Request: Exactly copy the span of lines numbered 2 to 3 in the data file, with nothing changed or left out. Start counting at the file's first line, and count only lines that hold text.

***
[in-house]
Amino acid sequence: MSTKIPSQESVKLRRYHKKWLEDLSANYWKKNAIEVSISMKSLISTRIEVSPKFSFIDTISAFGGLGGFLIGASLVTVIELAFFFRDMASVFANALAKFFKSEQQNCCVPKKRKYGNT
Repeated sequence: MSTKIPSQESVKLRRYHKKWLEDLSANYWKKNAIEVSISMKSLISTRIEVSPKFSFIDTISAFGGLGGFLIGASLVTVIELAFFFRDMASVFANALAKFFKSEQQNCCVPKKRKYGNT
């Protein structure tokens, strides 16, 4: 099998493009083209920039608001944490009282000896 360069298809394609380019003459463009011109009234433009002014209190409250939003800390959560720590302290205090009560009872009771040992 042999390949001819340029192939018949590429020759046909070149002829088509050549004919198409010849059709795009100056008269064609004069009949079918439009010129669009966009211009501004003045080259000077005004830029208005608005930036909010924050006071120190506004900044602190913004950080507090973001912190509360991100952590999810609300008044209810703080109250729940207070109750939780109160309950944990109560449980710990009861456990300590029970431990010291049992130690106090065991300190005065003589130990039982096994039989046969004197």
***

Amino acid sequence: MSTKIPSQESVKLRRYHKKWLEDLSANYWKKNAIEVSISMKSLISTRIEVSPKFSFIDTISAFGGLGGFLIGASLVTVIELAFFFRDMASVFANALAKFFKSEQQNCCVPKKRKYGNT
Repeated sequence: MSTKIPSQESVKLRRYHKKWLEDLSANYWKKNAIEVSISMKSLISTRIEVSPKFSFIDTISAFGGLGGFLIGASLVTVIELAFFFRDMASVFANALAKFFKSEQQNCCVPKKRKYGNT